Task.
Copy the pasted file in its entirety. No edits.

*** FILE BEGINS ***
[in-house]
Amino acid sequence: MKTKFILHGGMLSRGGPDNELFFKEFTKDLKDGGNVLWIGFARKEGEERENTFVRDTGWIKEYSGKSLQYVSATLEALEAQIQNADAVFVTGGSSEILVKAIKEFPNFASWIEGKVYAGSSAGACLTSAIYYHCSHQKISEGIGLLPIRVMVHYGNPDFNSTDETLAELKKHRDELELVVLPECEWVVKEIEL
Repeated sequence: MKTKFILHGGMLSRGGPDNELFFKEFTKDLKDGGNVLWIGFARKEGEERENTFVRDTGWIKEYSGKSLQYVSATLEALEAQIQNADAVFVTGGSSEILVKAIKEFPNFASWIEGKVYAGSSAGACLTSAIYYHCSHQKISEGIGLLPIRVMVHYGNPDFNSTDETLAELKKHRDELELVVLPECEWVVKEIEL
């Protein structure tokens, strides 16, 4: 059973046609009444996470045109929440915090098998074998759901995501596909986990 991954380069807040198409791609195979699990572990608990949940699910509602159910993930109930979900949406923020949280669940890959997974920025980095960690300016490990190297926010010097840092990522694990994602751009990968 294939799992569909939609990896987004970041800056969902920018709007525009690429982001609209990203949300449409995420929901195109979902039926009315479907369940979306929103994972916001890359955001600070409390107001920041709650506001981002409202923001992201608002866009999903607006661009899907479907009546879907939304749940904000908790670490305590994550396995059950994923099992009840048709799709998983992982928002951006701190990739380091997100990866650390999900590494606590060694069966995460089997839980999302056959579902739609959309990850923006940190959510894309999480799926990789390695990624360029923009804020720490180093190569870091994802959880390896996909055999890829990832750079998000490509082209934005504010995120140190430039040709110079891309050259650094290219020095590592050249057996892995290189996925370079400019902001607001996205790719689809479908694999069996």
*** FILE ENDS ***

[in-house]
Amino acid sequence: MKTKFILHGGMLSRGGPDNELFFKEFTKDLKDGGNVLWIGFARKEGEERENTFVRDTGWIKEYSGKSLQYVSATLEALEAQIQNADAVFVTGGSSEILVKAIKEFPNFASWIEGKVYAGSSAGACLTSAIYYHCSHQKISEGIGLLPIRVMVHYGNPDFNSTDETLAELKKHRDELELVVLPECEWVVKEIEL
Repeated sequence: MKTKFILHGGMLSRGGPDNELFFKEFTKDLKDGGNVLWIGFARKEGEERENTFVRDTGWIKEYSGKSLQYVSATLEALEAQIQNADAVFVTGGSSEILVKAIKEFPNFASWIEGKVYAGSSAGACLTSAIYYHCSHQKISEGIGLLPIRVMVHYGNPDFNSTDETLAELKKHRDELELVVLPECEWVVKEIEL
């Protein structure tokens, strides 16, 4: 059973046609009444996470045109929440915090098998074998759901995501596909986990 991954380069807040198409791609195979699990572990608990949940699910509602159910993930109930979900949406923020949280669940890959997974920025980095960690300016490990190297926010010097840092990522694990994602751009990968 294939799992569909939609990896987004970041800056969902920018709007525009690429982001609209990203949300449409995420929901195109979902039926009315479907369940979306929103994972916001890359955001600070409390107001920041709650506001981002409202923001992201608002866009999903607006661009899907479907009546879907939304749940904000908790670490305590994550396995059950994923099992009840048709799709998983992982928002951006701190990739380091997100990866650390999900590494606590060694069966995460089997839980999302056959579902739609959309990850923006940190959510894309999480799926990789390695990624360029923009804020720490180093190569870091994802959880390896996909055999890829990832750079998000490509082209934005504010995120140190430039040709110079891309050259650094290219020095590592050249057996892995290189996925370079400019902001607001996205790719689809479908694999069996």